Sunseeker Resorts $420M project stalled
June 09, 2020
David Dorsey Columnist USA TODAY NETWORK – FLA.
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The Great Recession postponed or canceled many construction projects throughout Southwest Florida, but nothing like this. Nothing like a $420-plus million resort spread over 22 acres, an expanse so big I’m wondering if it can be seen by the Space Force. A view from above looking at the lands touching Charlotte Harbor, just across from Punta Gorda and over the Peace River bridge, on the southern tip of Port Charlotte, would reveal at least a quarter-mile stretch of abandoned concrete.
The Sunseeker Resorts, owned by Allegiant Air, will be an empty shell instead of 783 hotel rooms, bars, restaurants, retail, spas and salons for quite some time. The airline, dented financially by the coronavirus pandemic, announced mid-March that it would withdraw project funding for at least 18 months. Allegiant Air executives declined to be interviewed, letting their most recent quarterly earnings call speak for itself.
Charlotte County commissioner Stephen Deutsch, who voted to rezone the land with every other commissioner in 2018, said he’s confident the “Obviously no one has a crystal ball,” Deutsch said. “But I believe Allegiant has a serious commitment to completing that project. They have a definite interest in increasing their involvement with Charlotte County. I would like to think with things moving faster, we’ll see them back on track in less than that 18-month project.”
The six massive construction crane towers, which can be seen on the horizon from miles away, are supposed to be dismantled sometime before the end of June, prior to the heart of hurricane season. Across the street from the construction site, two dancing figures of the Blues Brothers face the massive complex, just in front of Ice Cold Auto Repair, where owner Bob Berry sees the empty construction site every day.
“I thought it would have been great,” Berry said of the resort, which would bring about 500 new jobs to the area. The shutdown sent about 300 construction workers home. Many of them were bringing their cars to Berry’s shop. “We can’t see the water anymore,” Berry said. “Hopefully someone will take it over.”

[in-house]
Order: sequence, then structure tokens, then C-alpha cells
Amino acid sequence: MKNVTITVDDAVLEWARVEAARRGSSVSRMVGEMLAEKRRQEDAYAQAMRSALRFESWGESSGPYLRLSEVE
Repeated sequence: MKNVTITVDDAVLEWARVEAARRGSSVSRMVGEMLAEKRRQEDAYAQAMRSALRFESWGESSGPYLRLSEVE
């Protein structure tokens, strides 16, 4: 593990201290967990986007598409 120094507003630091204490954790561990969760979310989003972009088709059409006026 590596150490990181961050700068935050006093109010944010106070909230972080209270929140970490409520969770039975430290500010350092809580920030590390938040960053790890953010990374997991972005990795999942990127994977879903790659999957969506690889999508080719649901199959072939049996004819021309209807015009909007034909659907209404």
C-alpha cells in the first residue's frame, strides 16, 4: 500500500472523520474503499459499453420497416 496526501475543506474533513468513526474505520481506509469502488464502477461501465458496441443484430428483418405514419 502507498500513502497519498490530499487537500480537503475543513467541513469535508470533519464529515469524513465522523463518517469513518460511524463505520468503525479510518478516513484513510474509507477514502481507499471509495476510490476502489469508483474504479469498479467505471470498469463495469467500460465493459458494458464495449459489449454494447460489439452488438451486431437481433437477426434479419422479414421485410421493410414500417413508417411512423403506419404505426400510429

Charlotte County director of economic development Dave Gammon said he’s optimistic the construction would resume sooner than the announced 18 months. The resort was supposed to be finished in late 2021. “I think the best thing for us we have got going, is them being an airline,” Gammon said. “They know the data. Their hub is 10 minutes away from the site. That’s such a big draw to make it work.”
There’s also the possibility of a private investor getting involved with a cash influx. “As far a partner, maybe they could find somebody,” Gammon said. “There could be something out there. We’re getting some calls from some people inquiring about it. The concept still flies.” Gammon also said he was confident the site would not turn to the dreaded B-word: Blight.
The site was heading that way before construction commenced. An old newspaper warehouse, a dilapidated motel, a restaurant that had been closed for years and a miniature golf course in disrepair used to sit on that property. Across the harbor, Fisherman’s Village general manager Patti Allen has a view of the cranes and the concrete. Her own complex has restaurants with outdoor seating and shopping and 47 vacation rental units.
“We have been in contact with Sunseeker and look forward to the day they can start to go vertical again,” she said. “I don’t look at it as competition at all. I very much look at it as an asset to our community. Any time you have planes coming into our community, they will always seek us out. If you go to Disney World, you don’t just go to Disney World. You might go to Sea World or one of the other parks. That’s very much how we view that Sunseeker project. We’re very, very sorry they had to pull back from the project.”